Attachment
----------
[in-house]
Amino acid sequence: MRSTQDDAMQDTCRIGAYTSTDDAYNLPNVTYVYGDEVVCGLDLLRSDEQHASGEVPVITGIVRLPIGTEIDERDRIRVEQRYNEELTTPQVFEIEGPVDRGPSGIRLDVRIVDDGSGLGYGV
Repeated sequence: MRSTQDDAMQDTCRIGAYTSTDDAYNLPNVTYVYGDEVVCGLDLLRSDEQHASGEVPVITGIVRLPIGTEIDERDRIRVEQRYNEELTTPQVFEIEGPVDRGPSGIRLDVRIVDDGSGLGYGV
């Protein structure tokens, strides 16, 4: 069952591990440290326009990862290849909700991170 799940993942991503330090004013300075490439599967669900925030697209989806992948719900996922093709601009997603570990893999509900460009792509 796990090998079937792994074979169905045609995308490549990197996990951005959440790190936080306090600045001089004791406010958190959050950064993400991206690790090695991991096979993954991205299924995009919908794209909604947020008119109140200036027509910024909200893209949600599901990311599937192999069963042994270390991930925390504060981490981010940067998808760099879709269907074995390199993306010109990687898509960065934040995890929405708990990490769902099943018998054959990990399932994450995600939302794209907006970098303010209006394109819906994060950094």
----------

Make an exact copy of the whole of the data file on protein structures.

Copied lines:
[in-house]
Amino acid sequence: MRSTQDDAMQDTCRIGAYTSTDDAYNLPNVTYVYGDEVVCGLDLLRSDEQHASGEVPVITGIVRLPIGTEIDERDRIRVEQRYNEELTTPQVFEIEGPVDRGPSGIRLDVRIVDDGSGLGYGV
Repeated sequence: MRSTQDDAMQDTCRIGAYTSTDDAYNLPNVTYVYGDEVVCGLDLLRSDEQHASGEVPVITGIVRLPIGTEIDERDRIRVEQRYNEELTTPQVFEIEGPVDRGPSGIRLDVRIVDDGSGLGYGV
């Protein structure tokens, strides 16, 4: 069952591990440290326009990862290849909700991170 799940993942991503330090004013300075490439599967669900925030697209989806992948719900996922093709601009997603570990893999509900460009792509 796990090998079937792994074979169905045609995308490549990197996990951005959440790190936080306090600045001089004791406010958190959050950064993400991206690790090695991991096979993954991205299924995009919908794209909604947020008119109140200036027509910024909200893209949600599901990311599937192999069963042994270390991930925390504060981490981010940067998808760099879709269907074995390199993306010109990687898509960065934040995890929405708990990490769902099943018998054959990990399932994450995600939302794209907006970098303010209006394109819906994060950094």